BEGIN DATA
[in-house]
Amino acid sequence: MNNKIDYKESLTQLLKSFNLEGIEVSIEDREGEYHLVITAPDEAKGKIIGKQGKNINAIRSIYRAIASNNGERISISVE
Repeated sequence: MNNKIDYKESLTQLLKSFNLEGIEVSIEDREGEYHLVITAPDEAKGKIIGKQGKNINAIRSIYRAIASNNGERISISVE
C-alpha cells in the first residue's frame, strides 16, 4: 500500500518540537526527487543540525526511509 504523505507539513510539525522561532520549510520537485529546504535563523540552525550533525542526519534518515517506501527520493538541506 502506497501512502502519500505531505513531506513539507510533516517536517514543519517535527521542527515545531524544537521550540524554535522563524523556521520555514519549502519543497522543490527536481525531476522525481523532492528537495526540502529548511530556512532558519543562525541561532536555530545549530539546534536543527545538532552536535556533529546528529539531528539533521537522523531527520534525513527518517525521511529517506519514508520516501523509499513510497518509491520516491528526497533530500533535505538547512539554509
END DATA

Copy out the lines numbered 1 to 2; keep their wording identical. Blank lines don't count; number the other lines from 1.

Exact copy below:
[in-house]
Amino acid sequence: MNNKIDYKESLTQLLKSFNLEGIEVSIEDREGEYHLVITAPDEAKGKIIGKQGKNINAIRSIYRAIASNNGERISISVE